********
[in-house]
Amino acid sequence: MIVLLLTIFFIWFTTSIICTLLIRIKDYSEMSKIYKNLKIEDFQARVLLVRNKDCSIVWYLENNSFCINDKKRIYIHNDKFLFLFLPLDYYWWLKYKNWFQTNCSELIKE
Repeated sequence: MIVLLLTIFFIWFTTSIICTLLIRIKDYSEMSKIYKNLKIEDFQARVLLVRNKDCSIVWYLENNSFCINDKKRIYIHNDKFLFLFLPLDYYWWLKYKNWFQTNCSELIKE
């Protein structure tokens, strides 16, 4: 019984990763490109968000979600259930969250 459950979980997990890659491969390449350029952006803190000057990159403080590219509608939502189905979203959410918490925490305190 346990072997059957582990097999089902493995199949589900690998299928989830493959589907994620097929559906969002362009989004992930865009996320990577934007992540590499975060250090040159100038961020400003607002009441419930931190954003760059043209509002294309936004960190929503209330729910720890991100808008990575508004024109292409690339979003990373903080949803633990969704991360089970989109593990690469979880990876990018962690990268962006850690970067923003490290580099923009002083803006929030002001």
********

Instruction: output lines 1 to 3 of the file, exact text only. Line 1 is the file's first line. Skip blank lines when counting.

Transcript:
[in-house]
Amino acid sequence: MIVLLLTIFFIWFTTSIICTLLIRIKDYSEMSKIYKNLKIEDFQARVLLVRNKDCSIVWYLENNSFCINDKKRIYIHNDKFLFLFLPLDYYWWLKYKNWFQTNCSELIKE
Repeated sequence: MIVLLLTIFFIWFTTSIICTLLIRIKDYSEMSKIYKNLKIEDFQARVLLVRNKDCSIVWYLENNSFCINDKKRIYIHNDKFLFLFLPLDYYWWLKYKNWFQTNCSELIKE